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Mr. Nigel Evans (Ribble Valley) (Con): To have more effective topical questions, can we double the time allotted to them and halve the amount of time allocated to Front-Bench Members in topical debates?

Ms Harman: Topical questions have been working well, and we do not propose to review them at the moment. The topical debates have caused controversy but, as I said, I have issued a written ministerial statement about them this morning. I want to seek the views of hon. Members on all sides of the House so that we can discuss how to take matters forward. We will then make further proposals to the House.

Mr. Shailesh Vara (North-West Cambridgeshire) (Con): In her ministerial statement on topical debates, the Leader of the House says that she will publish a quarterly list of the subjects that have been proposed, but the Modernisation Committee has recommended that that list should be published every fortnight. Why has the right hon. and learned Lady gone for the longer option? In addition, will she publish the names of the people proposing the subjects? I am sure that it would be of considerable interest to the House to know whether a subject had been proposed by a Back Bencher with a genuine interest in it—or by, say, the Government Chief Whip, with an eye to his own media agenda.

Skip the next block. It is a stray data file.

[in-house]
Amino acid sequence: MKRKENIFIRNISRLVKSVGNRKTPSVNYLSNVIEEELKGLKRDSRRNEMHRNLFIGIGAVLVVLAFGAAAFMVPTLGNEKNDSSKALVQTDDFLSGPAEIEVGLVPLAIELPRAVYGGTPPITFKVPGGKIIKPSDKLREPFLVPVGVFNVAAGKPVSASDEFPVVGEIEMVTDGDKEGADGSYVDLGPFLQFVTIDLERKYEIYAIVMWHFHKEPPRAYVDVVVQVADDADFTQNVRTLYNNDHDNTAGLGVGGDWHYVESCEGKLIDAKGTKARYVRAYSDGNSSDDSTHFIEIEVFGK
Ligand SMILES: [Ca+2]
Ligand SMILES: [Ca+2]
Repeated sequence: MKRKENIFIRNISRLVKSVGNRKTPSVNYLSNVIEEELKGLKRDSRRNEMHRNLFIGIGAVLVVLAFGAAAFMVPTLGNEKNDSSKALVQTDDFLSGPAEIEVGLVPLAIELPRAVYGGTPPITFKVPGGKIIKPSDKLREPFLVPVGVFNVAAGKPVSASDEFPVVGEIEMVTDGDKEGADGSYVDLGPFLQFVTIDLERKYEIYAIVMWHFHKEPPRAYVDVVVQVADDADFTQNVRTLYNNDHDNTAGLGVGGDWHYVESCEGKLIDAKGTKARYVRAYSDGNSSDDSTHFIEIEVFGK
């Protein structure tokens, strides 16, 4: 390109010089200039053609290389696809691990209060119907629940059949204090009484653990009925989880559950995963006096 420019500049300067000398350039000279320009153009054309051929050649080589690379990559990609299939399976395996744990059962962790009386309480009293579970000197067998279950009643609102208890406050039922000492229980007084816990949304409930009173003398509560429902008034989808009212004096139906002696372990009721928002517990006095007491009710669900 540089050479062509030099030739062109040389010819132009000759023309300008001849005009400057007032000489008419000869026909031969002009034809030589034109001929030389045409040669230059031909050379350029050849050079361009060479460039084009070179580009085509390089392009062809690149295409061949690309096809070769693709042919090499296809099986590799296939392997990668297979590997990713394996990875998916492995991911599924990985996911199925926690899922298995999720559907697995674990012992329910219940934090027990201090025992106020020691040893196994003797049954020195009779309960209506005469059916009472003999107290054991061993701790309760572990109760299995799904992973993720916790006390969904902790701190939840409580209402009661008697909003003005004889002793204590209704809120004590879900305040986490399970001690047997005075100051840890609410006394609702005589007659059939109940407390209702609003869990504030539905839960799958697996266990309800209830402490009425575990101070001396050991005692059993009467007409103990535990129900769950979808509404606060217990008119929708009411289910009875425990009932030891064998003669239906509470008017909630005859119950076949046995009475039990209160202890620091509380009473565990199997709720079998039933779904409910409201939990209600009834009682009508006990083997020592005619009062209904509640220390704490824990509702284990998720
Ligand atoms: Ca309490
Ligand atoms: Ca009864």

Ms Harman: I shall take those suggestions as a contribution to the review. I should point out that the subject for this afternoon’s topical debate was chosen, not by the Chief Whip, but by the right hon. Member for Maidenhead (Mrs. May), who is sitting next to the hon. Gentleman.

House of Commons Commission

The hon. Member for North Devon, representing the House of Commons Commission, was asked—